Fitness

The post-exercise habit that could be hindering your weight loss journey

After working out do you reward yourself with an indulgent treat? Beware – you might be sabotaging your health goals and then some.

By Jo Hartley

Is there anything better than boxing your stress away, running in the great outdoors or hiking up a mountain? For some of us, the answer is yes – anything's preferable to that.

Some of us view exercise as a chore, but does this perception also impact our consumption of cake? According to science it might.

A 2014 study, 'Is it fun or exercise?' explored the link between exercise perception and subsequent snacking. In the experiment, participants were offered a delicious dessert post-walk. Those who walked for exercise, and not fun, indulged in more cake than those who walked for pleasure.

"It's quite common for people to exercise to 'burn off' what they've eaten," says dietician Natasha Murray. "I've heard a lot of water-cooler talk about the time needed in an activity to counteract the kilojoules consumed in a treat."

Natasha notes that the problem with this is that it creates a perpetual cycle. We're always trying to outrun our bad food choices. But, when we do physically run, we reward ourselves with food for our efforts.

The higher we perceive our efforts, the bigger the reward. A single serve of chocolate just doesn't hit the spot, so we scoff the whole bar.

"The risk of this is that we can end up eating just for the sake of eating and, when that eating is unhealthy, it can negatively impact our health," explains Natasha.

The pleasure and guilt of exercise

Psychologist and personal trainer, Leanne Hall echoes this. She knows how a negative perception and experience of exercise can sabotage health goals, and how food rewards can quickly lead to an unhealthy 'addiction'.

"High sugar and fatty foods light up the pleasure centre of our brains," she says. "This dopamine 'hit' teaches us that the only way to feel 'good' is to eat unhealthy foods, as opposed to other strategies such as going for a walk, meditation or talking to a friend."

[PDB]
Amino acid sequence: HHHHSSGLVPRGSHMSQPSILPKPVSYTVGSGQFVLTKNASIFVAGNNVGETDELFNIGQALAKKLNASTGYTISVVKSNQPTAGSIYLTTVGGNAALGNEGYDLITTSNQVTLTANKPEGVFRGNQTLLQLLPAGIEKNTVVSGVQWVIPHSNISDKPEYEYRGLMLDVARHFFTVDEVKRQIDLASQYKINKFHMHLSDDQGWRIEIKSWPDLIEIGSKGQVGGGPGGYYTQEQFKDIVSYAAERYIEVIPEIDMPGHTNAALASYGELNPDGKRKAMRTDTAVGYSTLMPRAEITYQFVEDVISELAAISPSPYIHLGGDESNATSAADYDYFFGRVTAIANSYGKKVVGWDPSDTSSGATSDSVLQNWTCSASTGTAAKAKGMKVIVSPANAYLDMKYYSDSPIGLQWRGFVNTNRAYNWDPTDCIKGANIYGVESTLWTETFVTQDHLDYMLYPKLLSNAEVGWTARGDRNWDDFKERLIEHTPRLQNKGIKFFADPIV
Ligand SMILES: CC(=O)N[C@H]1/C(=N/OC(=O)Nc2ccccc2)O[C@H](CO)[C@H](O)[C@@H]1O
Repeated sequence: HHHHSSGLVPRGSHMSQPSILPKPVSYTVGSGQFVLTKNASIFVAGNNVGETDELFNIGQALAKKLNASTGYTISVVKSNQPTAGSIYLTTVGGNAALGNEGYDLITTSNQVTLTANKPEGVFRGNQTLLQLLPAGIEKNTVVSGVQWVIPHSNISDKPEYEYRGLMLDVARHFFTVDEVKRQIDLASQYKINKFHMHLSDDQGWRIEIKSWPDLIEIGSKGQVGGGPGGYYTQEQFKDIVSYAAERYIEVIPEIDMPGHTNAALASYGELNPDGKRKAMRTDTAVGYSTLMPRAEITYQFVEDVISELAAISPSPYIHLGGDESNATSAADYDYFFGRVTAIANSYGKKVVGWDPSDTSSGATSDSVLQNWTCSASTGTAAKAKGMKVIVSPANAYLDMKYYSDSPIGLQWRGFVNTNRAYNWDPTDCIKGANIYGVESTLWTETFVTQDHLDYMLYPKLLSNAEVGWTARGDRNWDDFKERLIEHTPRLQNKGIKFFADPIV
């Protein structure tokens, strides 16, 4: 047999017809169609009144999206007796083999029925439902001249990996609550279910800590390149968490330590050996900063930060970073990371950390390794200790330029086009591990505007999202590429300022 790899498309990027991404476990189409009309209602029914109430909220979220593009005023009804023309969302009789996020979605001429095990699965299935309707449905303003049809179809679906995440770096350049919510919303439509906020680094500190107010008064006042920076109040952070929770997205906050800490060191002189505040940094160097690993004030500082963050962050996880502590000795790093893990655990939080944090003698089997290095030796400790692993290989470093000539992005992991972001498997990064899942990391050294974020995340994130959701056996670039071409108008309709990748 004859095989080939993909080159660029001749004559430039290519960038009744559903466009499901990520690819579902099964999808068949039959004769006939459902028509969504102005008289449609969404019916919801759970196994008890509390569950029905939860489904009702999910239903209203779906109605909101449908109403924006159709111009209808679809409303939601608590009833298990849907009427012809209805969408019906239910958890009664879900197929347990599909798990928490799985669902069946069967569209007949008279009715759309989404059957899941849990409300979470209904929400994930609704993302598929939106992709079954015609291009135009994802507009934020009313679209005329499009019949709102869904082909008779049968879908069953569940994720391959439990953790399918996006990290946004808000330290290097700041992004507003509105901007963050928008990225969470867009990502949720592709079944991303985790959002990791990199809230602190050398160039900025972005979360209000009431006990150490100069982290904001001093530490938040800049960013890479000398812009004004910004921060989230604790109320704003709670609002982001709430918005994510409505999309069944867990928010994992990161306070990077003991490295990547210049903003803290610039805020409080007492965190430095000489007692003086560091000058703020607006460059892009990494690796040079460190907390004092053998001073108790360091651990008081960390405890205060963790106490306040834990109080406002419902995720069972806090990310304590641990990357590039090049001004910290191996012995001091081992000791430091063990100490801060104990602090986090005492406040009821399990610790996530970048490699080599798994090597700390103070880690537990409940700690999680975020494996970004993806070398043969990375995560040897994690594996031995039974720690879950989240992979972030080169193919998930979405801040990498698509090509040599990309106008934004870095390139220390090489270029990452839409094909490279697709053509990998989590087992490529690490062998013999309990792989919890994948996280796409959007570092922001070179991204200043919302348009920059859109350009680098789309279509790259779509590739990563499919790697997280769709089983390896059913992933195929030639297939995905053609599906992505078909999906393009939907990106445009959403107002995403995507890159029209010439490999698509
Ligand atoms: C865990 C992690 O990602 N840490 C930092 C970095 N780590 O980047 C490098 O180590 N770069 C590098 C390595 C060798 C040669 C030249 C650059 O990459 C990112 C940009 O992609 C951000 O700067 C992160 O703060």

Many of us relate to this. However, the good news is that, with some conscious effort, it's possible to change a negative perception of exercise. But, like having only one bite of that chocolate bar, that's easier said than done. So, what approach does Leanne suggest?

"To change your perceptions of fitness, it's important that you're kind to yourself and set realistic and achievable fitness goals," she advises. "Setting the bar high and falling quickly won't convince you it's fun.

"Depending on your fitness level and ability just aim to move for 20 minutes a day," she says. "Start small so you can feel a sense of achievement and remember everyone progresses at different rates. Stay focused on your individual goals and don't compare yourself to others."

Strategy for successful weight loss

Leanne says that the best way to start is to find an exercise you'll enjoy or look for something you can do with friends.

"This has multiple benefits because you're more likely to have fun, easily integrate it as part of your lifestyle and set yourself up for success by building in motivational strategies," she advises.

However, as with anything, success doesn't happen overnight. Don't expect to fall in love with working out immediately. Likewise, don't expect to enjoy the first thing you try.

An uncoordinated attempt at aerobics may not get your heart and passion pumping. Similarly, your love affair with a spin bike may go nowhere fast. So, be conscious to give things time.

"It takes several weeks to create a habit and routine," advises Leanne. "Commit to an exercise for four to six weeks and if you still don't enjoy it, consider trying something else.

"In that time, avoid being locked in to any contracts. That way you can change your mind and won't be tied to something you dislike and don't do."

How to get motivated to exercise

Our views on exercise begin early

Our initial perceptions towards exercise form when we're young and are generally based on observing our parents, school friends or other role models. These are then reinforced as we grow.

"We tend to take on information that's consistent with our values and beliefs," says Leanne.

"If we grow up thinking that gyms are full of judgemental people, then we'll tune in to information (and even exaggerate things) so that we get to be right. Similarly, if playing sport was not something your parents and family valued, a negative experience will confirm that. But, if your family valued sport, it's more likely that a negative experience won't put you off."

For more health and wellbeing stories, pick up a copy of the latest Good Health magazine.

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